Dittami S.M.,CNRS Integrative Biology of Marine Models | Dittami S.M.,University of Oslo | Proux C.,Institute Pasteur Paris | Rousvoal S.,CNRS Integrative Biology of Marine Models | And 6 more authors.
BMC Molecular Biology | Year: 2011

Background: Brown algae of the genus Ectocarpus exhibit high levels of genetic diversity and variability in morphological and physiological characteristics. With the establishment of E. siliculosus as a model and the availability of a complete genome sequence, it is now of interest to analyze variability among different species, ecotypes, and strains of the genus Ectocarpus both at the genome and the transcriptome level.Results: We used an E. siliculosus gene expression microarray based on EST sequences from the genome-sequenced strain (reference strain) to carry out comparative genome hybridizations for five Ectocarpus strains: four E. siliculosus isolates (the male genome strain, a female strain used for outcrosses with the genome strain, a strain isolated from freshwater, and a highly copper-tolerant strain), as well as one strain of the sister species E. fasciculatus. Our results revealed significant genomic differences between ecotypes of the same species, and enable the selection of conserved probes for future microarray experiments with these strains. In the two closely related strains (a male and a female strain used for crosses), genomic differences were also detected, but concentrated in two smaller genomic regions, one of which corresponds to a viral insertion site.Conclusion: The high variability between strains supports the concept of E. siliculosus as a complex of cryptic species. Moreover, our data suggest that several parts of the Ectocarpus genome may have evolved at different rates: high variability was detected particularly in transposable elements and fucoxanthin chlorophyll a/c binding proteins. © 2011 Dittami et al; licensee BioMed Central Ltd. Source


Heesch S.,CNRS Integrative Biology of Marine Models | Cho G.Y.,CNRS Integrative Biology of Marine Models | Peters A.F.,BEZHIN ROSKO | Le Corguille G.,Computer and Genomics Resource Center | And 8 more authors.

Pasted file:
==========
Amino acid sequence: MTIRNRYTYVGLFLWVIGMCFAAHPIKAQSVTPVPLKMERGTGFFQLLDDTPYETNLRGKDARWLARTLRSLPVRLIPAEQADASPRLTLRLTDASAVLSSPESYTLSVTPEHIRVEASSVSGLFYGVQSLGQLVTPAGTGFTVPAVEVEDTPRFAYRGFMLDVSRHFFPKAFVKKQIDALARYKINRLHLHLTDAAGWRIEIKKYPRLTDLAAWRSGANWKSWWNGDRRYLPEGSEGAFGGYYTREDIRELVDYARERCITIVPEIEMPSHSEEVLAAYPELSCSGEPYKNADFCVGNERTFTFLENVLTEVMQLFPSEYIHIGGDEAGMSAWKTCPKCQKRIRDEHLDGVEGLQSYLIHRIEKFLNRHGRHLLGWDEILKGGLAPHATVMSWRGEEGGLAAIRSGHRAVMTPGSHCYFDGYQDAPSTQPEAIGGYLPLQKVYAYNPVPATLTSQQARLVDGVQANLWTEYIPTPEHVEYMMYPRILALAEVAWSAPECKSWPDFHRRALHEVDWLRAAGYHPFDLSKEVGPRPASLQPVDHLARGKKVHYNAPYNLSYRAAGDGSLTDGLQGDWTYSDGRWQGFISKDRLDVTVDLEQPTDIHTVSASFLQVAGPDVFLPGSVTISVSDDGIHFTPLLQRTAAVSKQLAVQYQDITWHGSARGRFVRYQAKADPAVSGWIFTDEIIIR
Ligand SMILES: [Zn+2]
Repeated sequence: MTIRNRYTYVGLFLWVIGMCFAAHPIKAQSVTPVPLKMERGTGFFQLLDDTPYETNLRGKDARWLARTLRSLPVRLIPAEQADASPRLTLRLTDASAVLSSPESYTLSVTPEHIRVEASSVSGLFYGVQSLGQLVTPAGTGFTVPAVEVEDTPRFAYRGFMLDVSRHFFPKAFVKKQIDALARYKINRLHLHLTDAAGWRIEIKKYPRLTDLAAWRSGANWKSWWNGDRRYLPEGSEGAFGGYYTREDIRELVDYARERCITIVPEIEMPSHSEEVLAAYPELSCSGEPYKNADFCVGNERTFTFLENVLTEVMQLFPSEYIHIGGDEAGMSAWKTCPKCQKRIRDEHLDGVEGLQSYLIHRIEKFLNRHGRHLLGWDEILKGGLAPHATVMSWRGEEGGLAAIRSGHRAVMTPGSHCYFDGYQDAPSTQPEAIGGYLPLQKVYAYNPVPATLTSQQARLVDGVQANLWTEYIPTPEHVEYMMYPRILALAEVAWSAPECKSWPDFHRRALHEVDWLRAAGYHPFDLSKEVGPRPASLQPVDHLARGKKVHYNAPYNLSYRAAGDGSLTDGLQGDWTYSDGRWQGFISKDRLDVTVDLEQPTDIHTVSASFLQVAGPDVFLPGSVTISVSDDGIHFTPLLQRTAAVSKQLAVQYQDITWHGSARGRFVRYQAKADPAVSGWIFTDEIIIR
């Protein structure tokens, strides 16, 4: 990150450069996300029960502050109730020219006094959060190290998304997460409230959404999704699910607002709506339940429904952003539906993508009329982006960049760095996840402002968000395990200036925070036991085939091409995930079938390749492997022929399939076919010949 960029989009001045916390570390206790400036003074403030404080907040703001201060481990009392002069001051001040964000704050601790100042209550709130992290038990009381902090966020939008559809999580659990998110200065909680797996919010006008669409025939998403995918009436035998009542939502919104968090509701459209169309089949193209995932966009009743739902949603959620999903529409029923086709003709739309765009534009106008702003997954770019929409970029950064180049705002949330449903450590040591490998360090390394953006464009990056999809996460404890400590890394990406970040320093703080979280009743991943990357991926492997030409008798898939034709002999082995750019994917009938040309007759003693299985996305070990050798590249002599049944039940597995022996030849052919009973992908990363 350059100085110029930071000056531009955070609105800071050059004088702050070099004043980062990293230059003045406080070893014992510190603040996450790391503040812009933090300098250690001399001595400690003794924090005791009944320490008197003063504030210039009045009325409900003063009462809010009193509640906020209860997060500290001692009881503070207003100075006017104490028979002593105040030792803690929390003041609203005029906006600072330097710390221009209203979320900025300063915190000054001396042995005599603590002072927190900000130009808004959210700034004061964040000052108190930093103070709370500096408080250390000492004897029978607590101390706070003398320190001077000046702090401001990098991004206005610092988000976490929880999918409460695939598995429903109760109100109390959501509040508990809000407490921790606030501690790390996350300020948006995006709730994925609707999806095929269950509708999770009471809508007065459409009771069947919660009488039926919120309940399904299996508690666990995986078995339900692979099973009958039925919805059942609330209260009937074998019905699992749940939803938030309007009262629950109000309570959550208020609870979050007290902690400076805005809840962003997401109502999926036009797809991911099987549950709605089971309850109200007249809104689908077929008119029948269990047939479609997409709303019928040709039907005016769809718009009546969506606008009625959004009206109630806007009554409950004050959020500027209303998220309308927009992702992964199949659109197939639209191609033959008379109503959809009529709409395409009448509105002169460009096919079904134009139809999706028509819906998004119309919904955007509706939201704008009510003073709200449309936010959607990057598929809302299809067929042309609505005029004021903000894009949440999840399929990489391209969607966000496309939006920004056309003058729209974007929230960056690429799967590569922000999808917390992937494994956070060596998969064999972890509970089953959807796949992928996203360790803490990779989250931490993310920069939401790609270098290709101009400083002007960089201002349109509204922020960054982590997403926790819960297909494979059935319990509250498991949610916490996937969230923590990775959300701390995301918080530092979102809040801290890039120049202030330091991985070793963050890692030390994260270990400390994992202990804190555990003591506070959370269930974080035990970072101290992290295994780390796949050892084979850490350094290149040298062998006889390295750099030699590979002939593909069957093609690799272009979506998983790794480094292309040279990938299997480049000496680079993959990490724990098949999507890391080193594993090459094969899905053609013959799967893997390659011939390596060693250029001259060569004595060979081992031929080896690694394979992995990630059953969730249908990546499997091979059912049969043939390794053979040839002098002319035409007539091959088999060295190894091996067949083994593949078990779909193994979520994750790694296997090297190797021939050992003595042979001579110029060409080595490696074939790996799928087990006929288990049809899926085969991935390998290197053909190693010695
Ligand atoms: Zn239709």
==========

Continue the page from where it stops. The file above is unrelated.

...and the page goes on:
New Phytologist | Year: 2010

•Ectocarpus siliculosus has been proposed as a genetic and genomic model for the brown algae and the 214 Mbp genome of this organism has been sequenced. The aim of this project was to obtain a chromosome-scale view of the genome by constructing a genetic map using microsatellite markers that were designed based on the sequence supercontigs.•To map genetic markers, a segregating F2 population was generated from a cross between the sequenced strain (Ec 32) and a compatible strain from northern Chile. Amplified fragment length polymorphism (AFLP) analysis indicated a significant degree of polymorphism (41%) between the genomes of these two parental strains. Of 1,152 microsatellite markers that were selected for analysis based on their location on long supercontigs, their potential as markers and their predicted ability to amplify a single genomic locus, 407 were found to be polymorphic.•A genetic map was constructed using 406 markers, resulting in 34 linkage groups. The 406 markers anchor 325 of the longest supercontigs on to the map, representing 70.1% of the genome sequence.•The Ectocarpus genetic map described here not only provides a large-scale assembly of the genome sequence, but also represents an important tool for future genetic analysis using this organism. © The Authors (2010). Journal compilation © New Phytologist Trust (2010). Source